Key Takeaways:

  1. MIT researchers, leveraging data from NASA’s Chandra X-ray Observatory and the Hubble Space Telescope, pinpointed the unique conditions within the Phoenix Cluster conducive to stellar birth.
  2. Unlike typical supermassive black holes, the one within the Phoenix Cluster exhibits reduced potency, allowing for the cooling of gas clouds and initiating the star formation process.
  3. Previous attempts to find galaxy clusters with robust star nurseries near supermassive black holes had been unsuccessful until the breakthrough in the Phoenix Cluster.
  4. The anomalous conditions within the Phoenix Cluster result in the conversion of gas into stars at an astonishing rate, highlighting the significant impact of black hole dynamics on cosmic evolution.
The Phoenix Cluster – a grouping of distant galaxies pictured above – is birthing stars that outpaces the Milky Way by a ratio of 500 to 1 every year. Image credit: X-ray: NASA/CXC/SAO/G.Schellenberger et al.; Optical:SDSS

NASA has made a discovery regarding a supermassive black hole that has been actively giving the birth of stars at ‘furious rate’. This finding holds significant promise in unraveling the enigmatic origins of gaseous celestial bodies.

Utilizing data gleaned from NASA’s Chandra X-ray Observatory and the Hubble Space Telescope, a team of researchers from MIT has focused their attention on a remote galaxy cluster known as the Phoenix Cluster. Within this cluster, they have identified a supermassive black hole exhibiting conditions conducive to the formation of stars.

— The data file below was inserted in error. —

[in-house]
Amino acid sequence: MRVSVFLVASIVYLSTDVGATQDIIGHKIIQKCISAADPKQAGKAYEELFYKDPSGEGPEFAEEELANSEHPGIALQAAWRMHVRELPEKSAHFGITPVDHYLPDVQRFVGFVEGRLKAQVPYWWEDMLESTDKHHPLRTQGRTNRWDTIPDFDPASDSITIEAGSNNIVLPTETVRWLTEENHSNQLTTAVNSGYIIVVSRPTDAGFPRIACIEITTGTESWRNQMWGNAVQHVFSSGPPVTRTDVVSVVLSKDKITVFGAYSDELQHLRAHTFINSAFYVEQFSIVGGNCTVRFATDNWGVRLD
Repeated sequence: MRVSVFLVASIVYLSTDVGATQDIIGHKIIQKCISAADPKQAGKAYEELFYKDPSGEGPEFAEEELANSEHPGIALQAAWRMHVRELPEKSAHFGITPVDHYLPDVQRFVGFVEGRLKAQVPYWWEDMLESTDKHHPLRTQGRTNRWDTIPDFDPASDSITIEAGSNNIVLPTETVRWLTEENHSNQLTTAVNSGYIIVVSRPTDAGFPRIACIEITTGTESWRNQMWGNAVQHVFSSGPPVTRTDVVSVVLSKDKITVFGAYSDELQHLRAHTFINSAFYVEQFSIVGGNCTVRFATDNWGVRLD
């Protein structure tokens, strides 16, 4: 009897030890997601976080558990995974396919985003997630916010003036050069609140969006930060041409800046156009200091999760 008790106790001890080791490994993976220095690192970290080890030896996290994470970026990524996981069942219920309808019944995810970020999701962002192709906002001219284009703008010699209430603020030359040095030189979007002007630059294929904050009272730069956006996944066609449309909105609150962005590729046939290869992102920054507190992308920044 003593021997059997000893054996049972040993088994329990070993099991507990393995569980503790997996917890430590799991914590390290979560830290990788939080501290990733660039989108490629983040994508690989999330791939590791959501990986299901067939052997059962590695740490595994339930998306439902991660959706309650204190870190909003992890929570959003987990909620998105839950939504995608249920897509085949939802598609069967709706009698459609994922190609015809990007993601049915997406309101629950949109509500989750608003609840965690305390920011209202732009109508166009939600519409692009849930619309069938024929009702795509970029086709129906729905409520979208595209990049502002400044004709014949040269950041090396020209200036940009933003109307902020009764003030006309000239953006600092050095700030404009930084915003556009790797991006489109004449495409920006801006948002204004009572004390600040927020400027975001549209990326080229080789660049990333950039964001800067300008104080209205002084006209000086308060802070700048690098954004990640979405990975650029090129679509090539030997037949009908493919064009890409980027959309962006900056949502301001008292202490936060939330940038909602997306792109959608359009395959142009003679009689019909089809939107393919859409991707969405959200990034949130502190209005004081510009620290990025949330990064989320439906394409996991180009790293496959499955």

In contrast to typical supermassive black holes situated at the hearts of galaxies, the one residing within the Phoenix Cluster is notably less potent. This diminished potency allows vast gas clouds within the galaxy to cool down, initiating the process of stellar formation.

Lead researcher Michael McDonald, an astronomer from the Massachusetts Institute of Technology (MIT), remarked, ‘The discovery of this phenomenon has been a longstanding pursuit among astronomers.’

He further elucidated, ‘The Phoenix Cluster serves as a testament to the fact that in certain scenarios, the energy emitted by a black hole can facilitate cooling, resulting in profound consequences.’

NASA’s quest for galaxy clusters boasting prolific star nurseries within their central galaxies – those nearest to a central supermassive black hole – has spanned decades but remained fruitless until now.

In previously examined galaxies, the superheated gas encircling their cores underwent cooling due to exposure to X-rays. However, this process was subsequently disrupted by bursts of energy emanating from the central supermassive black hole, hindering the formation of stars.

Co-author Brian McNamara of the University of Waterloo in Canada offered an analogy, stating, ‘Picture operating an air-conditioner in your home on a scorching day, only to ignite a wood fire. Your living space cannot adequately cool until the fire is extinguished.’

He continued, ‘Likewise, when a black hole’s heating mechanism is deactivated within a galaxy cluster, the gas is able to cool.’

The extraordinary conditions identified within the Phoenix Cluster have proven remarkably efficient, resulting in the conversion of gas into approximately 500 solar masses annually, a stark contrast to the Milky Way’s rate of approximately one solar mass per year.

0 0 votes
Article Rating
Notify of

Inline Feedbacks
View all comments